During retreats, morning and evening services allows practitioners to immerse themselves in group practice. Chanting in a relaxed and aware manner serves to further harmonize body, breath, and mind.
At meal times we stop to reflect on the good fortune that we have in this life. We use this opportunity to remind ourselves to practice diligently, to not fall into laziness, and to allow compassion to permeate our thoughts and actions.
The Supreme Way is not difficult
If only you do not pick and choose.
Neither love nor hate,
And you will clearly understand.
Be off by a hair,
And you are as far from it as heaven and earth.

These vivid lines begin one of the most beloved and commented upon of all Zen texts, the Hsin Hsin Ming (“Faith in Mind”), a sixth-century poem by the third Chan patriarch, Seng Ts’an. The Hsin Hsin Ming is a masterpiece of economy, expressing the profoundest truth of the enlightened mind in only a few short pages.
At all times, do not give rise to deluded thoughts.
[Yet] when deluded mentalities [arise], do not extinguish them.
Amidst deluded perceptions, do not add any discrimination.
When in [the state of] non-discrimination, do not distinguish it as being real.

– From the Sutra of Complete Enlightenment

“There is a great deal of benefit to be gained from this sutra. On its highest level, practicing according to its teachings will lead to Buddhahood. On another level, you, your family, and your environment will be protected while you practice.”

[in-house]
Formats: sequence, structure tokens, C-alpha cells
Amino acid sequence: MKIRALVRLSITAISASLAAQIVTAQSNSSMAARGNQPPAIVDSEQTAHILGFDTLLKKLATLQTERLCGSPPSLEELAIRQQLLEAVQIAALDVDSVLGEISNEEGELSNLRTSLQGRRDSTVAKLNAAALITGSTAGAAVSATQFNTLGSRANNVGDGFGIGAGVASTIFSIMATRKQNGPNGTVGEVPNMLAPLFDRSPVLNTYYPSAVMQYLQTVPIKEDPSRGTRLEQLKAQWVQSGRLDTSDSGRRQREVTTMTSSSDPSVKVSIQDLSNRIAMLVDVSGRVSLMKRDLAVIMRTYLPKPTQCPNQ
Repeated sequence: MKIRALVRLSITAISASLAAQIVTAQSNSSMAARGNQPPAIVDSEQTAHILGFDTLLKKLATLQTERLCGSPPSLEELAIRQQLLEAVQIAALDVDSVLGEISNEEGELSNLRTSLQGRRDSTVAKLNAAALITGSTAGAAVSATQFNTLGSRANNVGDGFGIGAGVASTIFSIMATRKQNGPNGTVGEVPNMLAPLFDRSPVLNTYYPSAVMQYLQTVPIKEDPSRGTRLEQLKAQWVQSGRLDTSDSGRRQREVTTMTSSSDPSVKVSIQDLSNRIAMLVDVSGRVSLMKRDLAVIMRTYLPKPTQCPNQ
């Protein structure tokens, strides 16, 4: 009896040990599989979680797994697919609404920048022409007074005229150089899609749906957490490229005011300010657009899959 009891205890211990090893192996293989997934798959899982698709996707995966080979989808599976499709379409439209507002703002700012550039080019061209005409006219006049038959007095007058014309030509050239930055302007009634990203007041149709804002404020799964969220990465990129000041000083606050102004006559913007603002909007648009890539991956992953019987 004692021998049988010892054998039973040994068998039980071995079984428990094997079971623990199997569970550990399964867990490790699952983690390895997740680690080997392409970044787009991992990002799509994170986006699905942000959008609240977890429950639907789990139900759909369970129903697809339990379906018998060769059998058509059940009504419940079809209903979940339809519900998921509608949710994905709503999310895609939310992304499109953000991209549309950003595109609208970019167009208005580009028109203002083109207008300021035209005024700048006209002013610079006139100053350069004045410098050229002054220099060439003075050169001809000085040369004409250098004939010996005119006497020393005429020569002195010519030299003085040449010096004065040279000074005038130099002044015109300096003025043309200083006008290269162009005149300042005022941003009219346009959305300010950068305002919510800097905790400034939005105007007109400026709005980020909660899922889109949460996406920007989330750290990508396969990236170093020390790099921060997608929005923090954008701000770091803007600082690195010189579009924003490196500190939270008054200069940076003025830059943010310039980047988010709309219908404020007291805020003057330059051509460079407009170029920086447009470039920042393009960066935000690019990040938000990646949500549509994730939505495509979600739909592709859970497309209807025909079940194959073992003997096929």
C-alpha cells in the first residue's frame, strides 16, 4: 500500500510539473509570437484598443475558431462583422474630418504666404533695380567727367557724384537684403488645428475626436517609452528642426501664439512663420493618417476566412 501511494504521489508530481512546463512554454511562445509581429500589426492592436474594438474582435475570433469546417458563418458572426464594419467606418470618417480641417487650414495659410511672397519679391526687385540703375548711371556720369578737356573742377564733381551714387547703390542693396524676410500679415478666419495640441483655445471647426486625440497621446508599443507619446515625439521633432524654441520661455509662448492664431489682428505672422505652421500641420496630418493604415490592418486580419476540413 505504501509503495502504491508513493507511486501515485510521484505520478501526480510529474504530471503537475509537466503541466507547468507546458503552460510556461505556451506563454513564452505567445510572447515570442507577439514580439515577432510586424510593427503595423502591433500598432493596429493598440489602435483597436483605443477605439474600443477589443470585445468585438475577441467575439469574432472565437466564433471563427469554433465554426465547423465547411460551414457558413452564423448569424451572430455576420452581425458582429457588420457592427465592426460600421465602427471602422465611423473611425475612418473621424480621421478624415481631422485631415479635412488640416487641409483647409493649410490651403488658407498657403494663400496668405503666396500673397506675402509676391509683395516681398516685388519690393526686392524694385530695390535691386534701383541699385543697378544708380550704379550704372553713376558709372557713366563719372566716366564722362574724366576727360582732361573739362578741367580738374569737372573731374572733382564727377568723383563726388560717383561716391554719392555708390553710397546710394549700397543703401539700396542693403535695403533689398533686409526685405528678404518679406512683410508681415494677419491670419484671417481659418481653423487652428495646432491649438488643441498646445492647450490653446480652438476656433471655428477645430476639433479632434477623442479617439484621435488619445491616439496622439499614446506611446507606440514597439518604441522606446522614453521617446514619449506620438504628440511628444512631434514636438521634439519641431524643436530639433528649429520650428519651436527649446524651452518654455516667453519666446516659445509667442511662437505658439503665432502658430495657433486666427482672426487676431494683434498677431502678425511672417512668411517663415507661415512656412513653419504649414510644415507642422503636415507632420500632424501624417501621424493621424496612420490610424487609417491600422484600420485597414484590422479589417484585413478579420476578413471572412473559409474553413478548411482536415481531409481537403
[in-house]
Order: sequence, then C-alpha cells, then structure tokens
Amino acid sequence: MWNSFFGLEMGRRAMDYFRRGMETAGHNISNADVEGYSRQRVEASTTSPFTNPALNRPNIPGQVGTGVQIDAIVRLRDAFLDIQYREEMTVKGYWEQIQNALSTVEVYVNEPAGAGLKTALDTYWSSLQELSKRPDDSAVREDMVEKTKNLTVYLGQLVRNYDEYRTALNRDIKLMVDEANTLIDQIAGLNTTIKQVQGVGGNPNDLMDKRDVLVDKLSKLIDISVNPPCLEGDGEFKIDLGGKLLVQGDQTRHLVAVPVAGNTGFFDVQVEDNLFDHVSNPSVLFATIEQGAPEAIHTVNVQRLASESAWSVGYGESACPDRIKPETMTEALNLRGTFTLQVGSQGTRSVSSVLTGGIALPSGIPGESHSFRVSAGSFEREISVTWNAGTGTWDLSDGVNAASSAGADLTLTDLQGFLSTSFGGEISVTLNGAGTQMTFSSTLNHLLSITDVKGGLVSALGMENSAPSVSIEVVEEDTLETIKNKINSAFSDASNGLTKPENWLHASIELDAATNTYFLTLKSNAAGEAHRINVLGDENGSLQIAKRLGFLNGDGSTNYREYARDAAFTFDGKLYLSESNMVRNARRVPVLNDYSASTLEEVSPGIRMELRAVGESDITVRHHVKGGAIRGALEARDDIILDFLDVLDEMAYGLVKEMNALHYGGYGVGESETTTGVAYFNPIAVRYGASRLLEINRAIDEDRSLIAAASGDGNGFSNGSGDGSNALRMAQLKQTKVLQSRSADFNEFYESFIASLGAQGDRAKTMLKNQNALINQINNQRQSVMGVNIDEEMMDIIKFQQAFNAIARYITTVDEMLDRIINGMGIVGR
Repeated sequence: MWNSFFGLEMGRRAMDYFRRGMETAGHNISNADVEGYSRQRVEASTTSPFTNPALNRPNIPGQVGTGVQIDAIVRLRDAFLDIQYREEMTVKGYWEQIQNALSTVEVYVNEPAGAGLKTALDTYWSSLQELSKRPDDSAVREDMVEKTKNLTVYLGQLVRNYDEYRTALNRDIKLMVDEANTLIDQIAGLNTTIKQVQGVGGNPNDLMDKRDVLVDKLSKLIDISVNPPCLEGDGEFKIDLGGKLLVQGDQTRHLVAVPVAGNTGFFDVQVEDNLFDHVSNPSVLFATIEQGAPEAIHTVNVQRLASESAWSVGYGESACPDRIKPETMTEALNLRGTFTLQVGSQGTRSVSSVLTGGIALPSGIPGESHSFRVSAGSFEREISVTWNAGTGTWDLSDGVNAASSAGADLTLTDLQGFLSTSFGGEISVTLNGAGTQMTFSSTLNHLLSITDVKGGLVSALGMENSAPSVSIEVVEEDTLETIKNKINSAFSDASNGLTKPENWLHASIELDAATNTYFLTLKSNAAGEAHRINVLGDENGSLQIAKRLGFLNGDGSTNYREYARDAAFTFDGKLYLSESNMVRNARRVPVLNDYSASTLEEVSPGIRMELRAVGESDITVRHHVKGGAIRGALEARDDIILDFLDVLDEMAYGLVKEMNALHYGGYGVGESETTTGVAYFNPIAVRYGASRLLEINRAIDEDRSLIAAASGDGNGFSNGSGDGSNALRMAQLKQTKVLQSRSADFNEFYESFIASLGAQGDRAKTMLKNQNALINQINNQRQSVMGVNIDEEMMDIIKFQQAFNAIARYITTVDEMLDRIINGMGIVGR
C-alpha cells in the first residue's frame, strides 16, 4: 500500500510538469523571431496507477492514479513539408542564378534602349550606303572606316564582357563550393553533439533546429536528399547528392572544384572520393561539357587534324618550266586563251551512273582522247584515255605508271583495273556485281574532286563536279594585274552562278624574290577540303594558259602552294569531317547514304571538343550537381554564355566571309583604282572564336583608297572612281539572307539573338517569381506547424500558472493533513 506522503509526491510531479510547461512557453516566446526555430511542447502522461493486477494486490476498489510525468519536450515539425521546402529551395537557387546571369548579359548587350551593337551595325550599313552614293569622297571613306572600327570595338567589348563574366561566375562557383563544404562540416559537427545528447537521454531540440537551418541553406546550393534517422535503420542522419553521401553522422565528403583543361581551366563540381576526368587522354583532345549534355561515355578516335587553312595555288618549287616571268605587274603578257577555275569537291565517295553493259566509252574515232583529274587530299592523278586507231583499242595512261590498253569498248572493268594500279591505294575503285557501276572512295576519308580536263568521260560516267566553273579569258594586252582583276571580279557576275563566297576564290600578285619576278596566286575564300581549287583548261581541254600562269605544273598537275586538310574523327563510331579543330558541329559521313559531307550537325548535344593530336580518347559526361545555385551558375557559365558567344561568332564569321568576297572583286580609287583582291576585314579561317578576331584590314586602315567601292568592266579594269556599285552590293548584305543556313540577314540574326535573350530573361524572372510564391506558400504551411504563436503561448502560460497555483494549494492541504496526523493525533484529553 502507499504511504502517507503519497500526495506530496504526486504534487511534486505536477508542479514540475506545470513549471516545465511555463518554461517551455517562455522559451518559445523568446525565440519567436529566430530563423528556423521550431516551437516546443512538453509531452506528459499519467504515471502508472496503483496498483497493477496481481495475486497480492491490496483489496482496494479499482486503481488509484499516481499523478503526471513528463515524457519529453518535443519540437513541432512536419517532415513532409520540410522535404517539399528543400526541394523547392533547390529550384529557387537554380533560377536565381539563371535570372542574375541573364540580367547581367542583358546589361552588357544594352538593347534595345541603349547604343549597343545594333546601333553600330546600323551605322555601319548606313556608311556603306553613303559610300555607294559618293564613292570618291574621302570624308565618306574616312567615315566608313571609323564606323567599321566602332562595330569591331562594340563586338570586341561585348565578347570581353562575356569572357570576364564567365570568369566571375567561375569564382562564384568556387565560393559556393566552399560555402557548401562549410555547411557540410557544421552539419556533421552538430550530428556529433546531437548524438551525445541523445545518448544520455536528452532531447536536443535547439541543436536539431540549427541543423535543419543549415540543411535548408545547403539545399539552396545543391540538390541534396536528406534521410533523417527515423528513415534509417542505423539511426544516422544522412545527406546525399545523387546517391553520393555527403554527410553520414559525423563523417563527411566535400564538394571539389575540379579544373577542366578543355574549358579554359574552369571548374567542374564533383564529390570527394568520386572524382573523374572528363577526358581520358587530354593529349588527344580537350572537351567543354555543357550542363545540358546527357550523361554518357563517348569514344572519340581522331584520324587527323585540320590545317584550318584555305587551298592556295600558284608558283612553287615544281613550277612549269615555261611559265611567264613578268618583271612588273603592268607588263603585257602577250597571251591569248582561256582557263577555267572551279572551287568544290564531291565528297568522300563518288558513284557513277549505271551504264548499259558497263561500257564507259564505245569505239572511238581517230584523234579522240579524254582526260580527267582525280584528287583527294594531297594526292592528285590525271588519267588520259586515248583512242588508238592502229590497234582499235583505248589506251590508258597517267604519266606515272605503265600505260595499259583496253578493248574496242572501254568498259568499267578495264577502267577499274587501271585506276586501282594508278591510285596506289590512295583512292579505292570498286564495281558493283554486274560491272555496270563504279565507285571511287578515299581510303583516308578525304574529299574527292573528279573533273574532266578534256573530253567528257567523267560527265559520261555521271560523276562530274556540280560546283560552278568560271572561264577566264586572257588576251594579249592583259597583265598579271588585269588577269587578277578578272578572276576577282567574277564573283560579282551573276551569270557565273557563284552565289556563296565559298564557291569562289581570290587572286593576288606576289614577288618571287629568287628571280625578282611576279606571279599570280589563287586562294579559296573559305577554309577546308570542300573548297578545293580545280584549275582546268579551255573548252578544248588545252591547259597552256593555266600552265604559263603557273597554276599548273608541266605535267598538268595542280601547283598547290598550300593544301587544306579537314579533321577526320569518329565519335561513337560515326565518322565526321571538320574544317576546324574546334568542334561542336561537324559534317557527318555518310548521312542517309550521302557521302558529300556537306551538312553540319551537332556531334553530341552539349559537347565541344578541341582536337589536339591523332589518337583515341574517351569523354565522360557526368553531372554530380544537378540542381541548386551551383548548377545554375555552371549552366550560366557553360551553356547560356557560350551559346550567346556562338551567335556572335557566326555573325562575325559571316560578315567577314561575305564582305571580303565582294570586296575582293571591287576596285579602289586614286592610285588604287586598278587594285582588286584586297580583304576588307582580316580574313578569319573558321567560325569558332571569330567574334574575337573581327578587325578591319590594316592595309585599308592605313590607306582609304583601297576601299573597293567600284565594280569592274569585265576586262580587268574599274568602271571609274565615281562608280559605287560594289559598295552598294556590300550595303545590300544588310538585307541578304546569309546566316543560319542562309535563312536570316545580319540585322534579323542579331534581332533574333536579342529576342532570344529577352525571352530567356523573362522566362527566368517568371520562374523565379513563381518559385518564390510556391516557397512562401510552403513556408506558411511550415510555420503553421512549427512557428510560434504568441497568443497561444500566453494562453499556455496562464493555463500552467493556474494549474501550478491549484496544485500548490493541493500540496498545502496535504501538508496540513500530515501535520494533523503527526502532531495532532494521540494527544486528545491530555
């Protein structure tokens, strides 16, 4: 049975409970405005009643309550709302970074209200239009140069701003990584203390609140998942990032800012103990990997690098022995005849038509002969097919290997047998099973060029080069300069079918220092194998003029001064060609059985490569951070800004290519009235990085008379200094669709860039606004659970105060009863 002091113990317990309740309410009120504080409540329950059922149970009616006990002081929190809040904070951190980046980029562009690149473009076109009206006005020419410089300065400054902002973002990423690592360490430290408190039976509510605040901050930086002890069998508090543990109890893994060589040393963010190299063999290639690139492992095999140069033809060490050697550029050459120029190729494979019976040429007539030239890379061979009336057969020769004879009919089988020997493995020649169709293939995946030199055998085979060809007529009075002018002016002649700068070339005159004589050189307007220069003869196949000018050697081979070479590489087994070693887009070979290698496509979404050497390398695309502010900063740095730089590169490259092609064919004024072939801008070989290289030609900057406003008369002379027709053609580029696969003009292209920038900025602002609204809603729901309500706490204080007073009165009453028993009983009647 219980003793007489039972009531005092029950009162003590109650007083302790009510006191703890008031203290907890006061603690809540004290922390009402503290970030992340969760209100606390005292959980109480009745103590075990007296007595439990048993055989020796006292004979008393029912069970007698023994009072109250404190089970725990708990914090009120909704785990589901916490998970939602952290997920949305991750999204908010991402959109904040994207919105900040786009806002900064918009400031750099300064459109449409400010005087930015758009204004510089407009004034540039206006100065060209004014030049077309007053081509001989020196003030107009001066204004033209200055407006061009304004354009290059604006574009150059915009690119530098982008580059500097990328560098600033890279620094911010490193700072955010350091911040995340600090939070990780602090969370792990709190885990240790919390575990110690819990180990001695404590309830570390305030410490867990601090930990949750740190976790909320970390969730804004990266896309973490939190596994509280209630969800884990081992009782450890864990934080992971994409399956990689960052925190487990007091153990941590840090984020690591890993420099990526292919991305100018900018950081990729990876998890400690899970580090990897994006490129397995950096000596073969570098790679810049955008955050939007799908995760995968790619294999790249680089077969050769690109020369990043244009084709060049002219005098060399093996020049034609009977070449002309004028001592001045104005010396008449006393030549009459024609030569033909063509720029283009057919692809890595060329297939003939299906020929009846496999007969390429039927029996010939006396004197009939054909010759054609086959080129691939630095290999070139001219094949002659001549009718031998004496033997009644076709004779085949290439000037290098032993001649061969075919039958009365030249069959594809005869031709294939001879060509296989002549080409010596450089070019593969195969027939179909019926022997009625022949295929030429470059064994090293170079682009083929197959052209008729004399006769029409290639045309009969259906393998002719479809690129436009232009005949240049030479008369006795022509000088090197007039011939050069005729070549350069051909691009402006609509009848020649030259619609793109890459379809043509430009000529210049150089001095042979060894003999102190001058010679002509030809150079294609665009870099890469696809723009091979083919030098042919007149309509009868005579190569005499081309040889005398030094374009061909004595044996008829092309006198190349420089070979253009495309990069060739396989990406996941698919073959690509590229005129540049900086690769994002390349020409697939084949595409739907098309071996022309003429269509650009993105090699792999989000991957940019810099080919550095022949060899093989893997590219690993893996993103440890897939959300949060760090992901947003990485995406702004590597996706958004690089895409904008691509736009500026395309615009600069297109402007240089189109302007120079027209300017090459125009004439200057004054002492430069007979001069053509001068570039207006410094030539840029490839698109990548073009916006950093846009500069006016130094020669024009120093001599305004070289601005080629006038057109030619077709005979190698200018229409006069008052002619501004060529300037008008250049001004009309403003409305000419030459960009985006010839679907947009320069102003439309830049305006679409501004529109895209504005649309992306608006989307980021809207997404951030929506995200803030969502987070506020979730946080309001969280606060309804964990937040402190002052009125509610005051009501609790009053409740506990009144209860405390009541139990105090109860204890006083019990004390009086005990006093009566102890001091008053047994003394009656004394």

Excerpt from Complete Enlightenment: Zen Comments on the Sutra of Complete Enlightenment by Master Sheng Yen
Silently and serenely, one forgets all words,
Clearly and vividly, it appears before you.
When one realizes it, time has no limits.
When experienced, your surroundings come to life.

Excerpt From Master Hongzhi Zhengjue’s writings on Silent Illumination

The style of meditation called “Silent Illumination” is one of the great practices of the Ch’an tradition. Silent Illumination originated around the 11th century, and its greatest advocate was Master Hongzhi Zhengjue of the Caodong sect, which became the Soto sect in Japan. In Tibet, the mahamudra practice is very similar. The practice originated in India, where it was called samatha-vipasyana, or serenity-insight. The aim of this practice is a mind unburdened with thoughts. This leads the mind to profound awareness about its own state.
The highest principle cannot be explained;
It is neither free nor bound.
Lively and attuned to everything,
It is always right before you. There is nothing in front of you;
Nothing, yet everything is as usual.

-Excerpt From Song of Mind by Niutou Farong

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